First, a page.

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Vol 22 No 9 Sept/Oct 2017

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Corruption and Misuse of Public Office

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The Supreme Court and the Development of Law: Through the Prism of Prisoners' Rights


ISBN13: 9781137567628
Published: September 2016
Publisher: Palgrave Macmillan
Country of Publication: UK
Format: Hardback
Price: £66.99



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This book illuminates the decision-making processes of the US Supreme court through an examination of several prisoners' rights cases. In 1964, the Supreme Court declined to hear prisoners' claims about religious freedom. In 2014, the Supreme Court heard a case that led to the justices' unanimous endorsement of a Muslim prisoner's religious right to grow a beard despite objections from prison officials. In the fifty-year span between those two events, the Supreme Court developed the law concerning rights for imprisoned offenders. As demonstrated in this book, the factors that shape Supreme Court decision making are well-illustrated by prisoners' rights cases. This area of law illuminates competing approaches to constitutional interpretation, behind-the-scenes interactions among the justices, and the manipulation of legal precedents. External actors also affect the Supreme Court and its decisions when the president appoints new justices and Congress targets the judiciary with legislative enactments. Because of the controversial nature of prisoners' rights issues, these cases serve to illuminate the full array of influences over Supreme Court decision making.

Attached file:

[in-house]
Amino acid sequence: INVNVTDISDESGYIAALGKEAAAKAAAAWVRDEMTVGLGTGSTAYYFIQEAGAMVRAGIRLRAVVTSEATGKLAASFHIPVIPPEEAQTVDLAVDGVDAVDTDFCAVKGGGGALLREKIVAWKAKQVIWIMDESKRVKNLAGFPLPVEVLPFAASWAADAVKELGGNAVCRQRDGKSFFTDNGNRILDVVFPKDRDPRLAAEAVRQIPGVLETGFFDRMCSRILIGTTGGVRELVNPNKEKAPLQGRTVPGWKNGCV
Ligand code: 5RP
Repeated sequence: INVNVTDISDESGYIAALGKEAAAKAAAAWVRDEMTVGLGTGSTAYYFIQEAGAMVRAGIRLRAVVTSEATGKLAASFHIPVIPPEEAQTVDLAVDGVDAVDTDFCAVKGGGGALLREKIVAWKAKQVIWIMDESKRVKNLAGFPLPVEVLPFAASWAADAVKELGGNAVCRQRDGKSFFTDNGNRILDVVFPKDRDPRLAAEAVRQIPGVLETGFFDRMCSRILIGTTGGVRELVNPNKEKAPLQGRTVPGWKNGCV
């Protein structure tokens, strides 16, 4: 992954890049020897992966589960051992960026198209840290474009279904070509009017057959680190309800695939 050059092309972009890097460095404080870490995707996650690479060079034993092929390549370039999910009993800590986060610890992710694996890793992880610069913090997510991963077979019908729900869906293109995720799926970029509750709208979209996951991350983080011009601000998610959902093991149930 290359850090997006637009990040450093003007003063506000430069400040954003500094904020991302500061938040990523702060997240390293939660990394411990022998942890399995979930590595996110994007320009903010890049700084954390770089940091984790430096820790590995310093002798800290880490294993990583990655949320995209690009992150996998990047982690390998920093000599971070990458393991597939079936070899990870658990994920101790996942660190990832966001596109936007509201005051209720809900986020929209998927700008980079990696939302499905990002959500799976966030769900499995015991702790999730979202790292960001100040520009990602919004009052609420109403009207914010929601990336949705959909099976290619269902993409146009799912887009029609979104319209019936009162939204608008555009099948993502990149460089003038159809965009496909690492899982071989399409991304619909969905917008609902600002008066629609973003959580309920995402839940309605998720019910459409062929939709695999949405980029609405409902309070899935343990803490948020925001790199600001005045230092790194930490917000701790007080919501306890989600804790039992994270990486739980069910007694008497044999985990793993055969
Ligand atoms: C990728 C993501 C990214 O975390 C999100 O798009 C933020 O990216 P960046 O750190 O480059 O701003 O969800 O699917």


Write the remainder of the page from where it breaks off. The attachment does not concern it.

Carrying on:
Subjects:
Other Jurisdictions , USA
Contents:
1. Shaping Constitutional Law: The Example of Prisoners' Rights
2. Pioneering Litigation: Black Muslims as an Assertive Political Minority
3. The Expansion and Contraction of Rights: Through the Eyes of Justice Marshall
4. A Protective Constitutional Vision: Justice Stevens and the Principles of Liberty
5. A Rejectionist Constitutional Vision: Justice Thomas and Originalist Arguments
6. The Pragmatic Middle and Its Consequences: The Influence of Justice O'Connor
7. Strategic Interaction: Persuasion and Accommodation in Opinion Writing
8. Redefinition of Precedent: The Influence of Justice Scalia
9. Reaction and Retrenchment